I’ve had a sense for a while that EA is too risk averse, and should be focused more on a broader class of projects most of which it expects to fail. As part of that, I’ve been trying to collect existing arguments related to either side of this debate (in a broader sense, but especially within the EA community), to both update my own views as well as make sure I address any important arguments on either side.
I would appreciate if people could link me to other sources that are important. I’m especially interested in people making arguments for more experimentation, as I mostly found the opposite.
1: 80k’s piece on accidental harm: https://80000hours.org/articles/accidental-harm/#you-take-on-a-challenging-project-and-make-a-mistake-through-lack-of-experience-or-poor-judgment
2. How to avoid accidentally having a negative impact with your project, by Max Dalton and Jonas Volmer: https://www.youtube.com/watch?v=RU168E9fLIM&t=519s
3. Steelmanning the case against unquantifiable interventions, By David Manheim: https://forum.effectivealtruism.org/posts/cyj8f5mWbF3hqGKjd/steelmanning-the-case-against-unquantifiable-interventions
4. EA is Vetting Constrained: https://forum.effectivealtruism.org/posts/G2Pfpkcwv3bJNF8o9/ea-is-vetting-constrained
5. How X-Risk Projects are different from Startups by Jan Kulveit:
Kelsey Piper’s “On ‘Fringe’ Ideas” makes a pro-risk argument in a certain sense (that we should be kind and tolerant to people whose ideas seem strange and wasteful).
I’m not sure if this is written up anywhere, but one simple argument you can make is that many current EA projects were risky when they were started. GiveWell featured two co-founders with no formal experience in global health evaluating global health charities, and nearly collapsed in scandal within its first year. 80,000 Hours took on an impossibly broad task with a small staff (I don’t know whether any had formal career advisement experience). And yet, despite various setbacks, both projects wound up prospering, without doing permanent damage to the EA brand (maybe a few scrapes in the case of 80K x Earning to Give, but that seems more about where the media’s attention was directed than what 80K really believed).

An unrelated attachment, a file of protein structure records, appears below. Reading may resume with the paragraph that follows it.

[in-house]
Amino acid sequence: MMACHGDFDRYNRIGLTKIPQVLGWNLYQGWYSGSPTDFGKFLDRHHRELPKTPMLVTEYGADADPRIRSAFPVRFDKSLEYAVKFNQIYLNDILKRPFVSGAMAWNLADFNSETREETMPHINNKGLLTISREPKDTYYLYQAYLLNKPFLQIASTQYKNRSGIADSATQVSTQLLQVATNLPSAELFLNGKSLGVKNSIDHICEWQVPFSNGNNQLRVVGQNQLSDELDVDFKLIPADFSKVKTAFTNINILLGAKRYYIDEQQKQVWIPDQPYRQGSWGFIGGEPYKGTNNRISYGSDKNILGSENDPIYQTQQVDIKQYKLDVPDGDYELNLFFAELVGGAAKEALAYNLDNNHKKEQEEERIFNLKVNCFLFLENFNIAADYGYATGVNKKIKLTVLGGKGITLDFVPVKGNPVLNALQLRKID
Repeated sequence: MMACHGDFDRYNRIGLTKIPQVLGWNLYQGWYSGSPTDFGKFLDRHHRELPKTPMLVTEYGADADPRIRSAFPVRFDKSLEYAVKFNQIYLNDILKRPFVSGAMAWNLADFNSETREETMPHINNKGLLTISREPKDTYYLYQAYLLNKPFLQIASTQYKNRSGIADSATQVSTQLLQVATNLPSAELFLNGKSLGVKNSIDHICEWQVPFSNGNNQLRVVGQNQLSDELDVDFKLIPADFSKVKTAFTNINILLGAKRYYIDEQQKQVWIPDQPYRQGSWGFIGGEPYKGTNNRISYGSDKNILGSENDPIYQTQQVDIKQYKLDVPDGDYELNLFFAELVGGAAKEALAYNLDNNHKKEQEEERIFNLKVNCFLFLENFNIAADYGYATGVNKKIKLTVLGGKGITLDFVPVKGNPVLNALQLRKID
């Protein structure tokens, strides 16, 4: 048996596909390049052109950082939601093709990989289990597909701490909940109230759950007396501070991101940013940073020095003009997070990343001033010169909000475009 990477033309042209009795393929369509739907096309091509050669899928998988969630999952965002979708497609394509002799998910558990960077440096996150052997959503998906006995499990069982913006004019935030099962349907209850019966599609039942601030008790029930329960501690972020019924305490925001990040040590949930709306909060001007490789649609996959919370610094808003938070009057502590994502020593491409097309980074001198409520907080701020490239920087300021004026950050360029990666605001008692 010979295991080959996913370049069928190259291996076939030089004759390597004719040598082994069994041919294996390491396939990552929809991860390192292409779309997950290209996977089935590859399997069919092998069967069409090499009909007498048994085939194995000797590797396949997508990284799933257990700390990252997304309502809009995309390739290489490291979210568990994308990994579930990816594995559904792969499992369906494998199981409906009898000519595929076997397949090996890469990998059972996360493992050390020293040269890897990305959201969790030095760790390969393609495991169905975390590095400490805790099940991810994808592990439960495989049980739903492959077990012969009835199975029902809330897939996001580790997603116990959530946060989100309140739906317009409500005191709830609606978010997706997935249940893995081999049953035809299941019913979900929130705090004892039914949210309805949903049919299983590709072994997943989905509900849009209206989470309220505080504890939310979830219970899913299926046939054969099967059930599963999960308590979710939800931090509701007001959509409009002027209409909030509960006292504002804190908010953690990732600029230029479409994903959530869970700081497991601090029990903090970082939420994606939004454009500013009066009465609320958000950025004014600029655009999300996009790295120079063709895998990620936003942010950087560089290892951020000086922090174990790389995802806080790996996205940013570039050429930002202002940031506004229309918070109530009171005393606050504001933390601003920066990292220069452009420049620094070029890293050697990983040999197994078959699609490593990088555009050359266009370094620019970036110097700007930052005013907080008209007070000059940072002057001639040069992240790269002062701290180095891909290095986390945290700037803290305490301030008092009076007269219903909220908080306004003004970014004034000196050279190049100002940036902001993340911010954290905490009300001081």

Was thinking a bit about the how to make it real for people that the quarantine depressing the economy kills people just like Coronavirus does.
Was thinking about finding a simple good enough correlation between economic depression and death, then creating a “flattening the curve” graphic that shows how many deaths we would save from stopping the economic freefall at different points. Combining this was clear narratives about recession could be quite effective.
On the other hand, I think it’s quite plausible that this particular problem will take care of itself. When people begin to experience depression, will the young people who are the economic engine of the country really continue to stay home and quarantine themselves? It seems quite likely that we’ll simply become stratified for a while where young healthy people break quarantine, and the older and immuno-compromised stay home.
But getting the time of this right is everything. Striking the right balance of “deaths from economic freefall” and “deaths from an overloaded medical system” is a balancing act, going too far in either direction results in hundreds of thousands of unnecessary deaths.
Then I got to thinking about the effect of a depressed economy on x-risks from AI. Because the funding for AI safety is
1. Mostly in non-profits
2. Orders of magnitude smaller than funding for AI capabilities